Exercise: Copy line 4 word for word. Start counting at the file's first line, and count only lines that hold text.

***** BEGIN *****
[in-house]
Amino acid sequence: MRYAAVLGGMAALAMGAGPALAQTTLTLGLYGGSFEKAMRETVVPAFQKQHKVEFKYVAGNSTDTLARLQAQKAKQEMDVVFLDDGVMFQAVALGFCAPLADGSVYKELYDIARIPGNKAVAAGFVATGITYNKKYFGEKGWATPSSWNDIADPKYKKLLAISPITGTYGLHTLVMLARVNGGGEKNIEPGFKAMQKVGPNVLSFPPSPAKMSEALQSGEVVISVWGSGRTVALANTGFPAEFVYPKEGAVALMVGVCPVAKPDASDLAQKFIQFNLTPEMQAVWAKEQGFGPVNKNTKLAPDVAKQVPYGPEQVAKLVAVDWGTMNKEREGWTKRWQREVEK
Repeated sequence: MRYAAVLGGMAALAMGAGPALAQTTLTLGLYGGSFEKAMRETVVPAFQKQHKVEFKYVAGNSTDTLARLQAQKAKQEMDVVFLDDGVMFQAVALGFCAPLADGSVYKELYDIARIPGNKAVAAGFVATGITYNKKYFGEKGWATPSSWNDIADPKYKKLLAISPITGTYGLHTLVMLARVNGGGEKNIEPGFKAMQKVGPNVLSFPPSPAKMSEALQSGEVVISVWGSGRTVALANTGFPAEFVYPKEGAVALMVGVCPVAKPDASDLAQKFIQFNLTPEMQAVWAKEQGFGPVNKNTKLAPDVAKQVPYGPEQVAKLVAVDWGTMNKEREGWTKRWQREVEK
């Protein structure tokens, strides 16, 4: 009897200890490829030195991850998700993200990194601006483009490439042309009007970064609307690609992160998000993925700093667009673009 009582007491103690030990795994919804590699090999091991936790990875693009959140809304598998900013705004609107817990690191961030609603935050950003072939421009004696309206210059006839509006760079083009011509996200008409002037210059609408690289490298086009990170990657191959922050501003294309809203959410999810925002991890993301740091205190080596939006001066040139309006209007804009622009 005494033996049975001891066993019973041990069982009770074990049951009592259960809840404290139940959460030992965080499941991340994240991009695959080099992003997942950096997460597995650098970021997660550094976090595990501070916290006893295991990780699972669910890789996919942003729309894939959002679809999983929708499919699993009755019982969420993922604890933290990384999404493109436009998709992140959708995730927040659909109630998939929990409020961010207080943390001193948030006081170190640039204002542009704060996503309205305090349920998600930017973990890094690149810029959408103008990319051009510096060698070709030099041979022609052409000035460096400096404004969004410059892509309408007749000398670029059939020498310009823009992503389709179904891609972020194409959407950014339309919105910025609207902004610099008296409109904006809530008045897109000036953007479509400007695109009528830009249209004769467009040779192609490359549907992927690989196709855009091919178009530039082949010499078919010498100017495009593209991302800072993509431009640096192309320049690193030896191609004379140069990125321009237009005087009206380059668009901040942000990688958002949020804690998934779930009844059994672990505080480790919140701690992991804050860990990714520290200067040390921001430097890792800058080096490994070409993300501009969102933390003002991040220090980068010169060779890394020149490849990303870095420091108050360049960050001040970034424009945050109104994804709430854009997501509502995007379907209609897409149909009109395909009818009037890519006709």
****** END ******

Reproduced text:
């Protein structure tokens, strides 16, 4: 009897200890490829030195991850998700993200990194601006483009490439042309009007970064609307690609992160998000993925700093667009673009 009582007491103690030990795994919804590699090999091991936790990875693009959140809304598998900013705004609107817990690191961030609603935050950003072939421009004696309206210059006839509006760079083009011509996200008409002037210059609408690289490298086009990170990657191959922050501003294309809203959410999810925002991890993301740091205190080596939006001066040139309006209007804009622009 005494033996049975001891066993019973041990069982009770074990049951009592259960809840404290139940959460030992965080499941991340994240991009695959080099992003997942950096997460597995650098970021997660550094976090595990501070916290006893295991990780699972669910890789996919942003729309894939959002679809999983929708499919699993009755019982969420993922604890933290990384999404493109436009998709992140959708995730927040659909109630998939929990409020961010207080943390001193948030006081170190640039204002542009704060996503309205305090349920998600930017973990890094690149810029959408103008990319051009510096060698070709030099041979022609052409000035460096400096404004969004410059892509309408007749000398670029059939020498310009823009992503389709179904891609972020194409959407950014339309919105910025609207902004610099008296409109904006809530008045897109000036953007479509400007695109009528830009249209004769467009040779192609490359549907992927690989196709855009091919178009530039082949010499078919010498100017495009593209991302800072993509431009640096192309320049690193030896191609004379140069990125321009237009005087009206380059668009901040942000990688958002949020804690998934779930009844059994672990505080480790919140701690992991804050860990990714520290200067040390921001430097890792800058080096490994070409993300501009969102933390003002991040220090980068010169060779890394020149490849990303870095420091108050360049960050001040970034424009945050109104994804709430854009997501509502995007379907209609897409149909009109395909009818009037890519006709």